the bad samaritan

as i was driving away from the gym this evening, a waif of a woman – older, well-dressed, bejewelled (she said her name is jan, she’s from a dance-background, will be 60 in december, lives on a plot the other side of edenvale) frantically tapped on my window and stopped me in traffic, asking for a ride. she spun me a story about her car being towed and costing R2000 and how her card was maxed out and she now needed R150 for cab-fare back to edenvale or could i drop her at the gautrain.
as south africans we are so used to people trying to do us in/rob us, that i immediately was wary. it smelled like just another con. especially when she started talking about how she still needs to get pre-paid electricity and cat-food. long story short – i was holding up traffic and my front-seat was full, so i told her to hop in the back and that i would drive out of my way to drop her off on empire road where she said she could catch a mini-bus taxi if i would give her the money for it. which is what i did. she asked if i could draw R150 for her and she’d leave her ID with me so she could come back and repay me, but leary of the con, i told i couldn’t do that and instead gave her R20.
with the sky grey above us, and another jozi storm imminent, i dropped her off just shy of empire road and she gave me a hug before getting out and we went our different ways.
and as i drove away i felt so guilty. i felt like the antithesis of the good samaritan and part of me wanted to turn around and find her and at least give her R100 so she could find her way home. but i didn’t. and now i can’t stop thinking about that waif of a woman who told me that she was “gedaan”, somewhere on the side of the road. and i hope she’s ok and finds her way. and i feel like, even if it was a con, i should have given her the money. and i feel that somehow, as a human being, today, i failed.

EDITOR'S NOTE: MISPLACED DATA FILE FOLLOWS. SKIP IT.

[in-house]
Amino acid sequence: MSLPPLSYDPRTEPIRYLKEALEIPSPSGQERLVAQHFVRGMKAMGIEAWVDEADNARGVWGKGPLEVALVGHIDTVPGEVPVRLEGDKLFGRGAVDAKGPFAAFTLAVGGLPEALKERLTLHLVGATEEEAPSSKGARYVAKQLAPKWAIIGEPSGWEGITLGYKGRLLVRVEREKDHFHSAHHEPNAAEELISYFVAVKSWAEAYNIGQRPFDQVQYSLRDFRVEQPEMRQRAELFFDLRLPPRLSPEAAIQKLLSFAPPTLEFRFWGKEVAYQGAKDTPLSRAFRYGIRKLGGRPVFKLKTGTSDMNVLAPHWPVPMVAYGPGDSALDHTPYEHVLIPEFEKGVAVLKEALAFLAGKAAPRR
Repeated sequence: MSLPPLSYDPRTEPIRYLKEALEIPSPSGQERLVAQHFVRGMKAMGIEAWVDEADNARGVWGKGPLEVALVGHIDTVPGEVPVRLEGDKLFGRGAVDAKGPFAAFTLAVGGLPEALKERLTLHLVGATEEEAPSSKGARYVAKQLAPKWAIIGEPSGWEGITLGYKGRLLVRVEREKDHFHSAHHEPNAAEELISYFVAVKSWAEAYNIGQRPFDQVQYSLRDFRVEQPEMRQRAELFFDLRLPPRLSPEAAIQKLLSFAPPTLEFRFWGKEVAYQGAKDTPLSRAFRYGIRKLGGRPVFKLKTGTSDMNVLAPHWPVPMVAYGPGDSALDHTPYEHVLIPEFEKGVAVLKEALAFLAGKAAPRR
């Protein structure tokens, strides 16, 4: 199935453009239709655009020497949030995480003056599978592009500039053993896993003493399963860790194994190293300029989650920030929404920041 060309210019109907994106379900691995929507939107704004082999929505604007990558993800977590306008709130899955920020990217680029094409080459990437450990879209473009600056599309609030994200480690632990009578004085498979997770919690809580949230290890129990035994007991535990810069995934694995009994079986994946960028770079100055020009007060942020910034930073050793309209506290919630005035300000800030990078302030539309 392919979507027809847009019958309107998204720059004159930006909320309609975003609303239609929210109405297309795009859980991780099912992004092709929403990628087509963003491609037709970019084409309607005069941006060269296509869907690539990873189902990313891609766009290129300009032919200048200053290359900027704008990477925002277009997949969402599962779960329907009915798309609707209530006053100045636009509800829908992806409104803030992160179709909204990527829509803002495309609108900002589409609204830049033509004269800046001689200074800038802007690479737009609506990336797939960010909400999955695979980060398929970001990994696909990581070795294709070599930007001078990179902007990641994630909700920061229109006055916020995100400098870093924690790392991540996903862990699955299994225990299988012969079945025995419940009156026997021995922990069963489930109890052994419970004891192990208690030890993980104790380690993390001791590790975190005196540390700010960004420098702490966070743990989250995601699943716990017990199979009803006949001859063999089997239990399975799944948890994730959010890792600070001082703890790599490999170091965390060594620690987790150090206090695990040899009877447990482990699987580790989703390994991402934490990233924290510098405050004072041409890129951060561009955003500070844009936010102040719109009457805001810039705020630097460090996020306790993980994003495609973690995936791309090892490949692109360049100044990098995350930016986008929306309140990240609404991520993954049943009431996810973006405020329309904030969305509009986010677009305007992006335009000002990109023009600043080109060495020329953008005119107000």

update: i also posted this on fb and a friend commented – She sounds suspiciously like a woman that was hanging around the petrol station on Oxford with the same story… so maybe my instincts were right. but still…

everything is not ok

if i weren’t like the cat with 9 lives or the phoenix always rising from the ashes, i would be dead right now, because the last week has slain me.

the news, the incessant news of another woman victimized, disregarded, disdained… this time she actually has a name, something more than just another statistic.

anene booysen.

only 17 and discarded on a pile of rubble like so much rubbish. RIP anene. you deserved so much more.

i have been taking a mental health break from my accidental activism, but this makes it impossible to stay silent. and like i said on twitter this evening, every time i talk about rape on my time-line, i suspect that people go, “oh, there she goes again”. well i don’t care. i didn’t choose to be the poster-child for rape survivors. i don’t create the news. i don’t rape. but i sure as hell can not keep quiet about the horrors happening all around us. like prime-media’s campaign the other day, setting off a ping every 4 minutes… ping….ping….ping….ping….ping. ad nauseum. infinitum.

i’m angry and i’m sad and i’m outraged. maybe this will get people galvanized enough to start changing things.

maybe.

this is a poem i wrote the last few days.

“everything is not ok.”
 
i’m a survivor
 
a survivor who after silence
has found her voice
do the things i say
make you flinch
make you uncomfortable
no apologies
because rape      is       uncomfortable